Regarding that colonial history, India’s first prime minister, Jawaharlal Nehru, was well aware of the political value of his spiritual and political mentor, the holy man Mohandas Gandhi. Nehru once famously remarked: “You can’t imagine what it costs to keep Gandhi in poverty.” Like Israel, India was founded shortly after World War II over the violent objections of its Muslim population. Despite Ghandian rhetoric about non-violence, India’s bloody separation from its predominately Muslim regions came about through a vindictive and massive transfer of populations—Muslims to Pakistan, Hindus to India. Today in the West, little is spoken of this nasty affair; not so with comparable developments in Israel. Thanks in part to the double moral bookkeeping practiced by the human-rights industry—captained by the Swiss Red Cross and German NGOs—a contrived narrative of unprecedented Israeli cruelty toward the people now known as Palestinians has taken hold in Europe and on the American left.

Relying on his unconventional journalistic techniques, Tenenbom elicits a string of unguarded comments from the activists who work so diligently to keep the narrative of Palestinian suffering in the news. He opens a unique window allowing us to see how the victims’ game works in Palestine. For example, the popular Palestinian leader Jibril Rajoub—with the help of willing European collaborators—succeeds in staging a series of morality plays that perpetuate the big lie about his people’s historical innocence and unique suffering. Rajoub lets Tobi the German in on one such full-scale operatic production in the West Bank village of Bi’lin. With compliant Western reporters told where and when to gather, Palestinian youths comes on stage and, on cue, begin stoning Israeli soldiers. The soldiers ignore the “youths,” but the stones get larger and they eventually respond. The self-righteous Western reporters now have their “story” of Israeli violence for the day. Moreover, the event is filmed for a documentary by an Israeli leftist financed by (what else?) a German NGO. Tenenbom knows something about theater, and his satirical account of this staged episode is as priceless as it is depressing.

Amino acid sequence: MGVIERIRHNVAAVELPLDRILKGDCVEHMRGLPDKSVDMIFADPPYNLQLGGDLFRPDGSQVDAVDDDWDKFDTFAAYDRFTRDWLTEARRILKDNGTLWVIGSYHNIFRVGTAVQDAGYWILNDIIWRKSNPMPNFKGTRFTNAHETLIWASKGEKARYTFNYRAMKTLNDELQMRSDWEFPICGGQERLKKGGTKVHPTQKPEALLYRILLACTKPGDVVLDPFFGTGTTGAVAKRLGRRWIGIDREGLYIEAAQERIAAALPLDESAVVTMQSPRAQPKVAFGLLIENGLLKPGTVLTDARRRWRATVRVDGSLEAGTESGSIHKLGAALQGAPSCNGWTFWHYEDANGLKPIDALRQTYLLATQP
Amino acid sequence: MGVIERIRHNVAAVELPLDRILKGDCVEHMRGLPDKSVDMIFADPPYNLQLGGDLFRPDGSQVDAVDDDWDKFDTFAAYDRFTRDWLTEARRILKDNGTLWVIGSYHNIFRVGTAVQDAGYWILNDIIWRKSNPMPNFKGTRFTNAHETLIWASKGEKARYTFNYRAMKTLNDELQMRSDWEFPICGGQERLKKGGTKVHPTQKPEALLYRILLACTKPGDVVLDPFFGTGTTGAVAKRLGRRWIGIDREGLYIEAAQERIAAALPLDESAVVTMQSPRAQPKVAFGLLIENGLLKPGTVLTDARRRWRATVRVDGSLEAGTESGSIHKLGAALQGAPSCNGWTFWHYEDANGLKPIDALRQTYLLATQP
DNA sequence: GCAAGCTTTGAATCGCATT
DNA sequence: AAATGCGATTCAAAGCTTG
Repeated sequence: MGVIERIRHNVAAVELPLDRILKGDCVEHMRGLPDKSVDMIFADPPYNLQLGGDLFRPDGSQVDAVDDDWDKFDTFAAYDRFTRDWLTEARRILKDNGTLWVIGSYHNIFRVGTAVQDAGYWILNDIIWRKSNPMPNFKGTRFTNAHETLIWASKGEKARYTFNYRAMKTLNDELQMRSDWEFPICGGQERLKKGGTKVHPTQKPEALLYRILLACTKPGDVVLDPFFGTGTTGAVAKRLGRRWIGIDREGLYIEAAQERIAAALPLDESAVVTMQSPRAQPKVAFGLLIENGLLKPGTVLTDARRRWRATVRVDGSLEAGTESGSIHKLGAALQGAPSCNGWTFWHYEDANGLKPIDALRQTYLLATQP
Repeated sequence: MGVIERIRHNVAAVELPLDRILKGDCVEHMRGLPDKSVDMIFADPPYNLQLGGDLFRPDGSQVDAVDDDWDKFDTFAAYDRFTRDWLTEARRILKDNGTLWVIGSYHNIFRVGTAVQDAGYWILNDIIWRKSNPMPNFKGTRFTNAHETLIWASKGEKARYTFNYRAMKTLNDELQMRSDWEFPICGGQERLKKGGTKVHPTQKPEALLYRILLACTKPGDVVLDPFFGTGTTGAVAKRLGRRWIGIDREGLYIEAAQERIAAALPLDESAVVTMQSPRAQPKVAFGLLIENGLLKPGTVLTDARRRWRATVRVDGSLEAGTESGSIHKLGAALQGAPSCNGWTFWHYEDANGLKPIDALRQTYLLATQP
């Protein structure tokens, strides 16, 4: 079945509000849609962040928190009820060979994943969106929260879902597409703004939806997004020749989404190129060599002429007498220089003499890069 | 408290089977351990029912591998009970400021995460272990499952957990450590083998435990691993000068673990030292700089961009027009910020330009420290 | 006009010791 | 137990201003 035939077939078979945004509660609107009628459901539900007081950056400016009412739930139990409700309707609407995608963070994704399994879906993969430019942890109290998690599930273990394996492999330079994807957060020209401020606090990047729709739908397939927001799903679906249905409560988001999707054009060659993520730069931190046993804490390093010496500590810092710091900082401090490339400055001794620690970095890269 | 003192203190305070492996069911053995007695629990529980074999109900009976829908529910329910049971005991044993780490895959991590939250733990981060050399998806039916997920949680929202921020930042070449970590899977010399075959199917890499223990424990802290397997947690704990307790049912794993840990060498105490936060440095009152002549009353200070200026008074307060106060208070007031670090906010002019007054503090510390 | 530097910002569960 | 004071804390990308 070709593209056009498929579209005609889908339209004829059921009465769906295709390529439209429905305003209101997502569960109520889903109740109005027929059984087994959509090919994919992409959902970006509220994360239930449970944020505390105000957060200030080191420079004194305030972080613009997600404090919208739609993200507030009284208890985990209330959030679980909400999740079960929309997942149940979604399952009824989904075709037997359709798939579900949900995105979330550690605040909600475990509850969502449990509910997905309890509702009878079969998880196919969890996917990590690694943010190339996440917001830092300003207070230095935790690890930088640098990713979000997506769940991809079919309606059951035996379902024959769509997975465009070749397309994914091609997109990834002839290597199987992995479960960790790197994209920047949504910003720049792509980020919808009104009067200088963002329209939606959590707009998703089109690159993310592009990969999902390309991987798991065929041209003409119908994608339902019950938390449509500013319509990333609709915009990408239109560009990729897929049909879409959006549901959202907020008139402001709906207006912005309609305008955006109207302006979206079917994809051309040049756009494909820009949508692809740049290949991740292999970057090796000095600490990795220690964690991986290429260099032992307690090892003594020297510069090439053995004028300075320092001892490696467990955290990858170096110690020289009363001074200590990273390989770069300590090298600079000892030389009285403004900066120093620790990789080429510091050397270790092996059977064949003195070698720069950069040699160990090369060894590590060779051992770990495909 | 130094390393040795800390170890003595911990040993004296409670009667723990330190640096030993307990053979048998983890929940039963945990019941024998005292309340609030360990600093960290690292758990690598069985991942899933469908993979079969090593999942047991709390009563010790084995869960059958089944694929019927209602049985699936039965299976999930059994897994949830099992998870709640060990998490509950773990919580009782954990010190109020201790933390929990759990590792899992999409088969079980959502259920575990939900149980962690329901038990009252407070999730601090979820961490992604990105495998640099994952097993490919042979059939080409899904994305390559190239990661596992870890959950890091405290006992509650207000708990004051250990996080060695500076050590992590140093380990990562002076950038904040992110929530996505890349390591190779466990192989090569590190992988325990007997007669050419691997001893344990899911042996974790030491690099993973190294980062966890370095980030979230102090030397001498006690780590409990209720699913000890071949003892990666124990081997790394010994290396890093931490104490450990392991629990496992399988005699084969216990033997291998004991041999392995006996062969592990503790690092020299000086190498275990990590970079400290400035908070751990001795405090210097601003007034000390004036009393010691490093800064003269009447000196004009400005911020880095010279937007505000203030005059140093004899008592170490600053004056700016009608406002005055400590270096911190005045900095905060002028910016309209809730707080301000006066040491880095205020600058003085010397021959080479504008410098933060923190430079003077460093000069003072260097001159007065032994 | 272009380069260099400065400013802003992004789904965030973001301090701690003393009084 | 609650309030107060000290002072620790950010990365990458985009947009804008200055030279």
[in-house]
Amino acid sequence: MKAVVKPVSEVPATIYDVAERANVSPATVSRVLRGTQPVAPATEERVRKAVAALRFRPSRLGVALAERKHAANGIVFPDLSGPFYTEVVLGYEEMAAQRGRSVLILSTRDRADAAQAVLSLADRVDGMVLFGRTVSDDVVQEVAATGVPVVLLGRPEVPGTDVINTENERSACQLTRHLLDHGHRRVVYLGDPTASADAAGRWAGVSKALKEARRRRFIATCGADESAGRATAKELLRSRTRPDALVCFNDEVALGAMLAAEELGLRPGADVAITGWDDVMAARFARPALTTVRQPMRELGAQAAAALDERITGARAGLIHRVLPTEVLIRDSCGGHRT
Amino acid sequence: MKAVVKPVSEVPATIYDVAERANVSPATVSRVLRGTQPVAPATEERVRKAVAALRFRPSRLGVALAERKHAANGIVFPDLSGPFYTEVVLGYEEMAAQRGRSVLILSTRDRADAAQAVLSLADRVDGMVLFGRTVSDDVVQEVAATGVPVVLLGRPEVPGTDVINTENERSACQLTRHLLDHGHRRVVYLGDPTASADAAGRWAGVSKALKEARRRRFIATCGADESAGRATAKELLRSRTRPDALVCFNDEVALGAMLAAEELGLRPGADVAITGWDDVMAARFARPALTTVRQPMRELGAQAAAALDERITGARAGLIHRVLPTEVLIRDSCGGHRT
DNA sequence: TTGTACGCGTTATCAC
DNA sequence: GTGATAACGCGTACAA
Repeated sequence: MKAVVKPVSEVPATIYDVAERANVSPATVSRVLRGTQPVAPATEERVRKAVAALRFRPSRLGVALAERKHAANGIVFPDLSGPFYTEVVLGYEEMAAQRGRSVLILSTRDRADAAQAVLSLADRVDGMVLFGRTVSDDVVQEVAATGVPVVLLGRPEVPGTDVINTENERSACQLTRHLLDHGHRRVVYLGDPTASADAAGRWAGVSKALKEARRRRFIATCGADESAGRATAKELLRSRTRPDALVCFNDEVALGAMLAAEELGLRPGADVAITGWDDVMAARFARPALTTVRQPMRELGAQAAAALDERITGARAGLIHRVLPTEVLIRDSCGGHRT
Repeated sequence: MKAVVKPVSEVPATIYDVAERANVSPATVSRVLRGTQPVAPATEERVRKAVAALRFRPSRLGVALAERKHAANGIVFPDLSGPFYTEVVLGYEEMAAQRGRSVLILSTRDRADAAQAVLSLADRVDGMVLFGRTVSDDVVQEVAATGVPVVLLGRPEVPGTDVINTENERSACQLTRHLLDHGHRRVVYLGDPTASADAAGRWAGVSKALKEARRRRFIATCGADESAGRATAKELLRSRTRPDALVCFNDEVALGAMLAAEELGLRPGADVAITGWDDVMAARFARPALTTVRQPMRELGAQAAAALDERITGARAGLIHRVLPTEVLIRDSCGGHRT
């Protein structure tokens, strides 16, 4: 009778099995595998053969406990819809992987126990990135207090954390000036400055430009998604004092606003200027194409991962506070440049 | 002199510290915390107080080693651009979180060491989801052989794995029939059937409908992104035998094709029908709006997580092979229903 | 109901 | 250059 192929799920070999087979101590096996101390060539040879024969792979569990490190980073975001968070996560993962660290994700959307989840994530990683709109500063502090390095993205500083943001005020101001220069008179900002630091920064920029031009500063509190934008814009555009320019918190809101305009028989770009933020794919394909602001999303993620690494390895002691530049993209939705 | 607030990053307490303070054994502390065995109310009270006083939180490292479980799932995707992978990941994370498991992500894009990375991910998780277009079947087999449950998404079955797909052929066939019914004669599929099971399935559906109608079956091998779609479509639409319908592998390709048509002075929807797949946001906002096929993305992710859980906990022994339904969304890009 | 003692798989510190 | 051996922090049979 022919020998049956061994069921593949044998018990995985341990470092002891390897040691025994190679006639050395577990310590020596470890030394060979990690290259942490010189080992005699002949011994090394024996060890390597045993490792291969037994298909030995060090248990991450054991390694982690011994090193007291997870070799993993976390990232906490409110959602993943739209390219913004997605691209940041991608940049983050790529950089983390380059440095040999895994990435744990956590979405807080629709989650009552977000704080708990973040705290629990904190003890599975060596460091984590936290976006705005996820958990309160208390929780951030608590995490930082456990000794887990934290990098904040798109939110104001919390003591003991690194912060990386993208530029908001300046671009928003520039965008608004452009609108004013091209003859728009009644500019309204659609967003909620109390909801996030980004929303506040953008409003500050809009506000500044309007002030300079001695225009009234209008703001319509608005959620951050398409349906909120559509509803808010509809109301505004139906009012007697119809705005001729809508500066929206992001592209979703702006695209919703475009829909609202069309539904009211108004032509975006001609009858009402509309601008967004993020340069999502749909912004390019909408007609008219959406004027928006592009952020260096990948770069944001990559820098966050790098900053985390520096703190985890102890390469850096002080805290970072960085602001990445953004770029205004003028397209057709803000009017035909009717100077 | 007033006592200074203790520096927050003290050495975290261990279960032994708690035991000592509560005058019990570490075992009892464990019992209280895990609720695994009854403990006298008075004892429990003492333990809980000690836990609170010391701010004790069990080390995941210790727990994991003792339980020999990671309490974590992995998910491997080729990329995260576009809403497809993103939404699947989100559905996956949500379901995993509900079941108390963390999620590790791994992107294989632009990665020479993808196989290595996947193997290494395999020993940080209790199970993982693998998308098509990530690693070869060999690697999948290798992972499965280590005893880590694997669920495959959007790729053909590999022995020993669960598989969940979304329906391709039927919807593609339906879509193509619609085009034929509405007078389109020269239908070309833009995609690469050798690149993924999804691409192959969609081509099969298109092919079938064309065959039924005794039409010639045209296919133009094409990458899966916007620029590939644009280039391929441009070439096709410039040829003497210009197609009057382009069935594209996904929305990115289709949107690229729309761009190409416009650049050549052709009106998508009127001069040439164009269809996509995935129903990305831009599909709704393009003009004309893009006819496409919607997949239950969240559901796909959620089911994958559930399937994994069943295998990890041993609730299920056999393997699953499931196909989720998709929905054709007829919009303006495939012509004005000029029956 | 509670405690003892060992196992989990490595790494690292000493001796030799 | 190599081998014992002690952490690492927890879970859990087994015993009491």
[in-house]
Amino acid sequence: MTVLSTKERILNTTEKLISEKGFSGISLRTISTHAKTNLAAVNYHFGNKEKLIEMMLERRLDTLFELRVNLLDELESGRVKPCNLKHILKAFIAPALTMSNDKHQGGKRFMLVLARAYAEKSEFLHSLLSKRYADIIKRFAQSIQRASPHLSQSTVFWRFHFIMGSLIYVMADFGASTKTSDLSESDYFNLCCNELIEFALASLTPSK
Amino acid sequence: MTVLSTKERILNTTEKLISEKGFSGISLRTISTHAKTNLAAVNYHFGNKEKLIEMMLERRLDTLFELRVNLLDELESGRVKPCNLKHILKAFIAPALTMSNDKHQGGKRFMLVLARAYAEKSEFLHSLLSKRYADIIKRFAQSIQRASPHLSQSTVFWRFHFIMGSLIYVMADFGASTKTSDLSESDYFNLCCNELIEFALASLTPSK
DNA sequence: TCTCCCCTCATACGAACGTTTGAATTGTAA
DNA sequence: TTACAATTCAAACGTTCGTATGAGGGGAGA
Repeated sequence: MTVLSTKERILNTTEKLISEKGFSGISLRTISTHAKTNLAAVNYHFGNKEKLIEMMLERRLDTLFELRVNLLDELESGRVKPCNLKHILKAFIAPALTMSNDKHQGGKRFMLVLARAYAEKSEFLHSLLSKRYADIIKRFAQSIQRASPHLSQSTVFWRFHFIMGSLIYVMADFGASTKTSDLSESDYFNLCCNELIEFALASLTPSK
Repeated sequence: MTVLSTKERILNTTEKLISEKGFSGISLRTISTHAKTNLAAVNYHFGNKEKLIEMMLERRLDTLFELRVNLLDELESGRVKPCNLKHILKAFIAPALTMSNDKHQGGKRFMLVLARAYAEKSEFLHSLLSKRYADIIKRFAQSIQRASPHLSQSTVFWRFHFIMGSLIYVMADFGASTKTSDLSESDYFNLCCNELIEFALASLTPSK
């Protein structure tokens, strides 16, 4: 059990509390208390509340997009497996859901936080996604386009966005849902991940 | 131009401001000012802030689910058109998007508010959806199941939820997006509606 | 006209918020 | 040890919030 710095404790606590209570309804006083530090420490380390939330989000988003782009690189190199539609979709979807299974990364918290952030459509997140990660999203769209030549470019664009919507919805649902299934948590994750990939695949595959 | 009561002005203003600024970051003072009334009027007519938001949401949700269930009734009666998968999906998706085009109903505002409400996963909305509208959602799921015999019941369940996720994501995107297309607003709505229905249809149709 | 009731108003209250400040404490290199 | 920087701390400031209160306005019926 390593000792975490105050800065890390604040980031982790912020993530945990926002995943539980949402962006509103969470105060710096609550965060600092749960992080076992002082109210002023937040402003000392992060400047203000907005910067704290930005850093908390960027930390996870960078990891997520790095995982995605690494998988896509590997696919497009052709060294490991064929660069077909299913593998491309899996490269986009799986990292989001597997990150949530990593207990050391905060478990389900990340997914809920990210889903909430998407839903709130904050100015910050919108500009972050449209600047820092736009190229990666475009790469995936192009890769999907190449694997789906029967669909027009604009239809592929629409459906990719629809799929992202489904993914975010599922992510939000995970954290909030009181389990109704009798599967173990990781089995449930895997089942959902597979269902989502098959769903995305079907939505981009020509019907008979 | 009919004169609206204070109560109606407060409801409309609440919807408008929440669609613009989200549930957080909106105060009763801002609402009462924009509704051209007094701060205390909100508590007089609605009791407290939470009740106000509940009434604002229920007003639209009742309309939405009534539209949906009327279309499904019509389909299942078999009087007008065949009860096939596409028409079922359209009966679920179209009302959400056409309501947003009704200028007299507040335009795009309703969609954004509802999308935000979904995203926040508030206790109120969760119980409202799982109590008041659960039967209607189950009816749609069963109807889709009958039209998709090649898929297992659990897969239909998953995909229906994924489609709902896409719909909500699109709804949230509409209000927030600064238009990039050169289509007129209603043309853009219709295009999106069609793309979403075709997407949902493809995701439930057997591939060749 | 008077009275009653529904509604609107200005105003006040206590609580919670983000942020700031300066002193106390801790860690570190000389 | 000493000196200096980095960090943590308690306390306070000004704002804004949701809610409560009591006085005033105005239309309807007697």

Tenenbom’s method produces pure satiric gold, as when the wife of an American rabbi who heads a one-man organization called “Rabbis for Human Rights” (financed by a European NGO) can’t contain herself and admits to Tenenbom: “You can’t change him. Being a human rights activist in our time is to be a persona, not a philosophy; it’s a fad, it’s a fashion. A human rights activist does not look for facts or logic; it’s about a certain dress code, ‘cool’ clothing, about language, diction, expressions and certain manners. No facts will persuade him.”

Another highlight of the book is Tenenbom’s visit—arranged by a European NGO—to an inverted Potemkin village of Bedouin encampments in the Negev. In the original historical version of the Potemkin tall tale, the Russian Czar created a few model villages with false facades to convince Western visitors that all was well within the empire. In the twenty-first century version of the tale perfected by anti-Israel NGOs, the technique is to make Palestinian and Bedouin villages look as awful as possible on the outside even when they are relatively well off on the inside. After all, it can never be admitted that the Palestinian people, despite their suffering at the hands of the Jews, constitute the most prosperous Arab community (with the exception of the oil-rich Gulf monarchies) in the Middle East.

The visit to the Bedouin villages in the Negev is arranged by Adalah, a left-wing Israeli NGO financed by Europeans. Its director, Thabet Abu Rass, explains to Tenenbom that he is “representing the rights of the Palestinian people.” He then points to a map on his wall that says (in Arabic) “Map of Palestine before Nakbah [the Catastrophe] in 1948.” Dr. Rass soon makes it clear that the Nakbah is the source of the suffering, not just by Palestinians in the West Bank and Gaza, but also for the Bedouin who have always lived in Israel and enjoy all the rights of Israeli citizenship. Even as Adalah fights for the rights of the Bedouin in Israeli courts, its leader insists that the Bedouin are not really Israelis, but rather oppressed Palestinians who suffered the 1948 Nakbah.

During his visit to the Bedouin villages, Tenenbom runs into two more representatives of foreign NGOs—Michelle from France and Alessandra from Italy. Michelle, who is Jewish, has been hard at work pressing the Nakbah claim for all Palestinians, including Israel’s Arabs. She tells Tenenbom/Tobi that her NGO works with the Israeli leftist organization Zokhrot (meaning “remembrance”), which is dedicated to perpetuating the Nakbah myth and to compensating the dispossessed Palestinians by allowing millions of them to return to their ancestral homes in Haifa, Jaffa, and Jerusalem, thereby ending the Jewish state. Even in Tel Aviv, founded by Jews in 1909, Zokhrot (with Michelle’s help) is agitating to rename some streets according to their “original Palestinian names.”

Beyond its brilliant satire, Tenenbom’s book is ultimately outrageous and depressing. Outrageous, because thanks to the NGOs, so many otherwise rational, liberal people in Europe and the United States now believe some version of the Palestinian Nakbah narrative. Depressing, because as long as that destructive historical myth is believed in the West, it’s hard to imagine Palestinian leaders ever conceding that their disagreement with Israel is about the consequences of the 1967 war, which are entirely negotiable, rather than the consequences of the 1948 war, which are non-negotiable.